lather, rinse, repeat

on reproducibility

On Thursday, The Washington Post put out the first analysis of its own demographics in the organization’s 143-year history. While the numbers are in many ways disheartening, the transparency is a good step in potentially changing things for the better across the whole organization.

But while the results of the analysis are now public, the analysis itself is not. There are some uncertainties about data classification and methodology that cannot be answered by reading the study itself.

Last year, The Post Guild set out to conduct a study of its own into pay equity at the organization. Over the years, the Guild has studied pay in the newsroom repeatedly but much of what I could find on those previous studies was just the final reports detailing what had been found.

But as the person taking the lead on doing the analysis portion of the study last year, I wanted to know how they’d come to those conclusions and what hit the cutting room floor. I gleaned a little of this from talking to a few folks who had previously studied pay at The Post. But ultimately I had to start from scratch.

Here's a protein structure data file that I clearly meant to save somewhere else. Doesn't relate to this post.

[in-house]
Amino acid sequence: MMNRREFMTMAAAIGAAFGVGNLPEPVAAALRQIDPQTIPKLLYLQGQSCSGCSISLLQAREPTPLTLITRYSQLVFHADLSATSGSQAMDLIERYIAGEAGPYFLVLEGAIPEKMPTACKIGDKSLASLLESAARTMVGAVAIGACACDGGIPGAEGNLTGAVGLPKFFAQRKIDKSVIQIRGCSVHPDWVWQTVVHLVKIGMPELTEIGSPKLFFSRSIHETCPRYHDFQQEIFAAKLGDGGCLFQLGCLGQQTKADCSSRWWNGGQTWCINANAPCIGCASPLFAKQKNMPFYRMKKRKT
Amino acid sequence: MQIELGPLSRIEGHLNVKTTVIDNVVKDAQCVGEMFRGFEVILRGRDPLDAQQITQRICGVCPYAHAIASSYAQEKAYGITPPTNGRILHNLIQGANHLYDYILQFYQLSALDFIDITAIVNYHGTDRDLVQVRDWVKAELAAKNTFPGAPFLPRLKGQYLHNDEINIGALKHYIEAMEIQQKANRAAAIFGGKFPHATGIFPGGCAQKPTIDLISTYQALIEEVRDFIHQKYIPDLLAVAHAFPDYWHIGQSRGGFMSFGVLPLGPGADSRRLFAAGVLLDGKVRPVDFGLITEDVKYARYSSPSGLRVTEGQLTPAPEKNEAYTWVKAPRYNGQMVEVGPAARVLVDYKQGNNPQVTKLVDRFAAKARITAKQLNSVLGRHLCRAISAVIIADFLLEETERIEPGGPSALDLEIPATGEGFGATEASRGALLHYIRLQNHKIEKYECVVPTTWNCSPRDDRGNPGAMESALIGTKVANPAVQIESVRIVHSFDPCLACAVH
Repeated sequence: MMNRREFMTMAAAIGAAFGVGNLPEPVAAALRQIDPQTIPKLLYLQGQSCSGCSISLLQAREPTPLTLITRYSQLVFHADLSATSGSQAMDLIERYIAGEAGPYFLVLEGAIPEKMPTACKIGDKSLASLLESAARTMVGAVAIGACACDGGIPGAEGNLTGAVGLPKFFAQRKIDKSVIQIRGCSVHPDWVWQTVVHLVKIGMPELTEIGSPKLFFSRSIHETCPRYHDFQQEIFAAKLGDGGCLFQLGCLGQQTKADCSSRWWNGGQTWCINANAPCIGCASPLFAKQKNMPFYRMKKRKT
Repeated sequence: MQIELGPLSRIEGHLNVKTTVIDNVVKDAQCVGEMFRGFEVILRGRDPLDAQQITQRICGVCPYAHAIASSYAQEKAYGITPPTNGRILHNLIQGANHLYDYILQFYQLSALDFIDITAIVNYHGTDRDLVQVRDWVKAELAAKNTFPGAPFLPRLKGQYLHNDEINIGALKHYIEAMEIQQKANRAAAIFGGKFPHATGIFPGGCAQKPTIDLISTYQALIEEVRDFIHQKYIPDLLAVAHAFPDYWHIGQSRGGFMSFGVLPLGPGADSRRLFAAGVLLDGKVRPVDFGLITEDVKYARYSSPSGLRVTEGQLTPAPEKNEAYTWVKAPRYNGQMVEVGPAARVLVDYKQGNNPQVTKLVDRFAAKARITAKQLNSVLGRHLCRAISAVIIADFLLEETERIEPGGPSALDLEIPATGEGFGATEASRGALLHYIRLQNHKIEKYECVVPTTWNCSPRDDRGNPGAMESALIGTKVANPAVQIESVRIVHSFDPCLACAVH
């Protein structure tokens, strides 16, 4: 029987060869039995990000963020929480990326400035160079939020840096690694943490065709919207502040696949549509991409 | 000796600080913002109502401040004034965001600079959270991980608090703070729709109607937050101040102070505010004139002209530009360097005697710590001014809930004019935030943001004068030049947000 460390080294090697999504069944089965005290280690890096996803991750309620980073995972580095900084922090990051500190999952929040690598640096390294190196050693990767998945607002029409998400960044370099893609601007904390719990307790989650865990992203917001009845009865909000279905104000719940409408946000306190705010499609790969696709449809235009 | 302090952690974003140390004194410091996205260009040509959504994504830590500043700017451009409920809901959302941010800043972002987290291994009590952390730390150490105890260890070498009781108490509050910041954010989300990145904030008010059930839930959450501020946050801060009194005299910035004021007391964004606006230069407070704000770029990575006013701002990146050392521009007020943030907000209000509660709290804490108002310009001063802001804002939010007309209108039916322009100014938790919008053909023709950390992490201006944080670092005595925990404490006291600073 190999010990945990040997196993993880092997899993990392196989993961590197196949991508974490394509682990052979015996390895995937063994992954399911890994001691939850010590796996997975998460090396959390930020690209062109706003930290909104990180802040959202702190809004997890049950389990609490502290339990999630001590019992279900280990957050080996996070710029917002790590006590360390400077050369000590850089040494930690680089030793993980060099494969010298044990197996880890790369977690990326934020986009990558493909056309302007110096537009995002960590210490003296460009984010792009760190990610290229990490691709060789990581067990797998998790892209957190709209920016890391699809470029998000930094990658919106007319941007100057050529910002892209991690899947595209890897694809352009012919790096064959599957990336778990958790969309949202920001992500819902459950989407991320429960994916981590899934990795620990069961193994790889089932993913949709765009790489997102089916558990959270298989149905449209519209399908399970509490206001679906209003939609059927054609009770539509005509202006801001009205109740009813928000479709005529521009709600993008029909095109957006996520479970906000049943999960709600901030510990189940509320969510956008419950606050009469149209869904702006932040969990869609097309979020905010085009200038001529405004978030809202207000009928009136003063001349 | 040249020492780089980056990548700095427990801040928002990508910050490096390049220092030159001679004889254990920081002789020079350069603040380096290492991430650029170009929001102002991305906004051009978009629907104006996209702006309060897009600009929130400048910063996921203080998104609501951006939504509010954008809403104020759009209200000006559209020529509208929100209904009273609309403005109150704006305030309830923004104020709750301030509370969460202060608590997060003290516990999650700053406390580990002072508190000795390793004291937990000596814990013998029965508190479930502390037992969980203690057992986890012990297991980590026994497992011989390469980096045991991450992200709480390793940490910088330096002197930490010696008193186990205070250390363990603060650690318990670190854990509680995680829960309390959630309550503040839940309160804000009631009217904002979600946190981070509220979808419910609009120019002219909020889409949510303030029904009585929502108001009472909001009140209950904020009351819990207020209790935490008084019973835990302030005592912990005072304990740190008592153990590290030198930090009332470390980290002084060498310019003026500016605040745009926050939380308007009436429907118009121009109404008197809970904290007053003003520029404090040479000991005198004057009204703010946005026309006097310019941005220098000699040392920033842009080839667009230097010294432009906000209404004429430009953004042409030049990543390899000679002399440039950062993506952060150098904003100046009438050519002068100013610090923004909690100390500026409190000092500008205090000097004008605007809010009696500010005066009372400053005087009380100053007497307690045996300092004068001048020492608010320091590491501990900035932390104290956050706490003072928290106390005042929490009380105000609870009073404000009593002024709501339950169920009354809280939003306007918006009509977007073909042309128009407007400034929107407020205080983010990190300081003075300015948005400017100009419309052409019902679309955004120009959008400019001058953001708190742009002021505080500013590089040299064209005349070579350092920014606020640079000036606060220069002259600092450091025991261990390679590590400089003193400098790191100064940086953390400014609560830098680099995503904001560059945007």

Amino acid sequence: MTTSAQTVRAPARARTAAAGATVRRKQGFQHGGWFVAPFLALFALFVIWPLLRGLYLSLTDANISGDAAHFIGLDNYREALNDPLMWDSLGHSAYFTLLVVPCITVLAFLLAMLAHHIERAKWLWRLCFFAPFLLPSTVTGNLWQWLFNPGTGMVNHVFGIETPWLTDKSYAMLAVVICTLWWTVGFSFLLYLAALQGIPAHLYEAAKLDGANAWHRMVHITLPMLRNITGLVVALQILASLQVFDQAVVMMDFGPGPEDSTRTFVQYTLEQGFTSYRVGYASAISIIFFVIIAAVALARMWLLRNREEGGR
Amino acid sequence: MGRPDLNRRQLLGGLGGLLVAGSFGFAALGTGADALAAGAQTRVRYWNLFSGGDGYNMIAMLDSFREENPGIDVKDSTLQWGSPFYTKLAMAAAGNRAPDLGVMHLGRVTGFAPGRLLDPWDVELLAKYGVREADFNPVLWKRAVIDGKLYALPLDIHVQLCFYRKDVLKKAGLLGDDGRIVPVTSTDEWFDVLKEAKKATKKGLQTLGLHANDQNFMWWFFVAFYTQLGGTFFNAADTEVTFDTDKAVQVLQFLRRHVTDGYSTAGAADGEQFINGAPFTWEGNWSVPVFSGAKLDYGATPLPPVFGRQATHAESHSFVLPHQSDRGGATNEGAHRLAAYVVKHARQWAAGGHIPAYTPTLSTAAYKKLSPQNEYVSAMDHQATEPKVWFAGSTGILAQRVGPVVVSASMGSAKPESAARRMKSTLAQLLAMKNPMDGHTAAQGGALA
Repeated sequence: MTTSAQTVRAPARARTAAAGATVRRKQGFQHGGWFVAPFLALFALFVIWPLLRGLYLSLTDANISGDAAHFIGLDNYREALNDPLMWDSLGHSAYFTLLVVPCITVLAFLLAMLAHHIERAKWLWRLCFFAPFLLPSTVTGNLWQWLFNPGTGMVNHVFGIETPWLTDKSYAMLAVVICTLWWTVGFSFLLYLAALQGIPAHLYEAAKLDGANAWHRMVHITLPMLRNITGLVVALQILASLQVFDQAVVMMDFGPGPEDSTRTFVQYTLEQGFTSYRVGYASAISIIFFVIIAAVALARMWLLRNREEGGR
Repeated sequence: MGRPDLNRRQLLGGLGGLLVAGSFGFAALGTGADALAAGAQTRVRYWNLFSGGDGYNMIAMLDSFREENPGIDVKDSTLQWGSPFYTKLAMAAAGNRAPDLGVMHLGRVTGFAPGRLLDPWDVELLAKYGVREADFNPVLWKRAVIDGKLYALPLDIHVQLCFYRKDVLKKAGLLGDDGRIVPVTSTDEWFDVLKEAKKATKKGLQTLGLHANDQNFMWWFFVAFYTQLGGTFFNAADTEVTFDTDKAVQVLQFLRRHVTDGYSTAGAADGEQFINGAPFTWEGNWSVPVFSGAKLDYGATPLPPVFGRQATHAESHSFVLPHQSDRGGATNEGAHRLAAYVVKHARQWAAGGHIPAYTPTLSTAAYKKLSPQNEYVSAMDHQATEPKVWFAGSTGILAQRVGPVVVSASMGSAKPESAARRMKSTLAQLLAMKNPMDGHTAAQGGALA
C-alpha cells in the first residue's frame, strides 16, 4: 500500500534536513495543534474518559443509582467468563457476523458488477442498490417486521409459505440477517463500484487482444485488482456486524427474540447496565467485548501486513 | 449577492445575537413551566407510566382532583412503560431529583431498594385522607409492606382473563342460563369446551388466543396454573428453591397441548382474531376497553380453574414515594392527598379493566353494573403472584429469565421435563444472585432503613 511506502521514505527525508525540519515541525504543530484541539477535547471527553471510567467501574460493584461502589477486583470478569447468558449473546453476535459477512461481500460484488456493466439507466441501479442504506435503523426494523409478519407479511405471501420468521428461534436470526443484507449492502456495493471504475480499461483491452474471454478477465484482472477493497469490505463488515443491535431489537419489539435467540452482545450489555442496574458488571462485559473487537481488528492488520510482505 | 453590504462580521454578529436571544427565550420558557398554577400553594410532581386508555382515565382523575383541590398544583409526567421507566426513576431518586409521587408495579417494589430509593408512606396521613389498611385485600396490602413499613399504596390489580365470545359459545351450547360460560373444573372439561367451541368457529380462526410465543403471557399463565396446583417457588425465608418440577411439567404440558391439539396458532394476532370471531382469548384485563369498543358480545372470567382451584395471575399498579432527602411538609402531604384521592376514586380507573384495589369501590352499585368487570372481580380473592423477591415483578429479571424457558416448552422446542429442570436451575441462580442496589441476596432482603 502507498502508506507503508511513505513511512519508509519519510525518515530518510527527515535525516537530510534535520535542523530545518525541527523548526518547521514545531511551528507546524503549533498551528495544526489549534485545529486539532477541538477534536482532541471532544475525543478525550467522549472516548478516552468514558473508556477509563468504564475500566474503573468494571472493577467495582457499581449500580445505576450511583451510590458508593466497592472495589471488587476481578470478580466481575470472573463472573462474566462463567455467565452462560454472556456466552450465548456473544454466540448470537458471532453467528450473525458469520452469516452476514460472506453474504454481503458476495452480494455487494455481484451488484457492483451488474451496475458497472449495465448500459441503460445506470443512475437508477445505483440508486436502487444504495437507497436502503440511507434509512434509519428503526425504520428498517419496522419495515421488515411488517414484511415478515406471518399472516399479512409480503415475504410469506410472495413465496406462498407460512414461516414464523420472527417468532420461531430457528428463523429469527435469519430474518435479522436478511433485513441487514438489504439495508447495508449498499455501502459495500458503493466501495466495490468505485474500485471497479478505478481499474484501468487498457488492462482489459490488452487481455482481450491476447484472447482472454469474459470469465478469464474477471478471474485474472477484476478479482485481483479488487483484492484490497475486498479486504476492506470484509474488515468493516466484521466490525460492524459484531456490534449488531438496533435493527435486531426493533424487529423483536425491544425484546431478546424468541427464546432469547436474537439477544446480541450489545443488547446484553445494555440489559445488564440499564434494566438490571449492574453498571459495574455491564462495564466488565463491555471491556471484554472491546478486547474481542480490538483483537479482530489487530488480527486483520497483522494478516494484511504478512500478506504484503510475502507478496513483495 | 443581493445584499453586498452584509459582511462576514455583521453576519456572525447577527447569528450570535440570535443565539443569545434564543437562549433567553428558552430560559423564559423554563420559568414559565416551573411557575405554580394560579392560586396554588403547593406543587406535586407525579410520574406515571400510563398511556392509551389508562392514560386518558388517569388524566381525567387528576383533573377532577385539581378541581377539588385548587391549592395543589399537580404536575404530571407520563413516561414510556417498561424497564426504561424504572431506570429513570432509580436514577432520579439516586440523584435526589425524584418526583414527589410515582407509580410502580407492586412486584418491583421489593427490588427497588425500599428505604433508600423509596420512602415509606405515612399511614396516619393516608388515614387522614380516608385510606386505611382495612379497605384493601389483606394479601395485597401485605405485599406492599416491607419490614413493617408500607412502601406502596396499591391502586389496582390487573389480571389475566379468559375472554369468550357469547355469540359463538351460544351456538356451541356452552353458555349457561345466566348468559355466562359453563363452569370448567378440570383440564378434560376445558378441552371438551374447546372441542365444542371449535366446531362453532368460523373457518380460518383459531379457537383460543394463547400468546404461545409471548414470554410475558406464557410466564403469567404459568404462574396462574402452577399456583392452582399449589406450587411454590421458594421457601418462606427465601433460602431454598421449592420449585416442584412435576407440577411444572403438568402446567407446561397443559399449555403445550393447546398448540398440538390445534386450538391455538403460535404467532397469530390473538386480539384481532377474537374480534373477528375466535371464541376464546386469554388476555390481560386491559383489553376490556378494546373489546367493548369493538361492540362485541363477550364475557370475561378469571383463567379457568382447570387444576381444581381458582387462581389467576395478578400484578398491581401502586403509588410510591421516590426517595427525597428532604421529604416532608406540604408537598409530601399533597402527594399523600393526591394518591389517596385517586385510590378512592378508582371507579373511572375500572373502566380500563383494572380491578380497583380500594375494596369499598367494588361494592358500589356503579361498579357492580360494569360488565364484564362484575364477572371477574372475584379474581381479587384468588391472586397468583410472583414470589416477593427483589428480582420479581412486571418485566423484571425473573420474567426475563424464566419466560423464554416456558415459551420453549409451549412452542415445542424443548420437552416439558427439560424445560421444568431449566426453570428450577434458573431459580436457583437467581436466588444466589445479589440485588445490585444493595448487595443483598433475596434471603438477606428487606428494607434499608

Throughout the months of working through it, I wrote all my code in a Jupyter Notebook. From time to time I’d rearrange the code into logical sections so I could find what I wanted if I needed to go back to edit things or look for results. But keeping my code in a notebook had other uses. For one, it allowed others to look at my code and evaluate analysis on their own. But more importantly for me was allowing the Guild to reproduce the analysis in future years quickly. If you know you’re going to repeat something, it’s worth taking extra time to build something that allows future iterations to match the first.

I also rewrote all of the code in R and posted it all to Github so that our methodology could be scrutinized. We also put it all there so that the code could be repurposed for other news organizations who want to do a study of their own without reinventing the wheel. I figured if I had to go through all this work it didn’t make sense for others to start from scratch.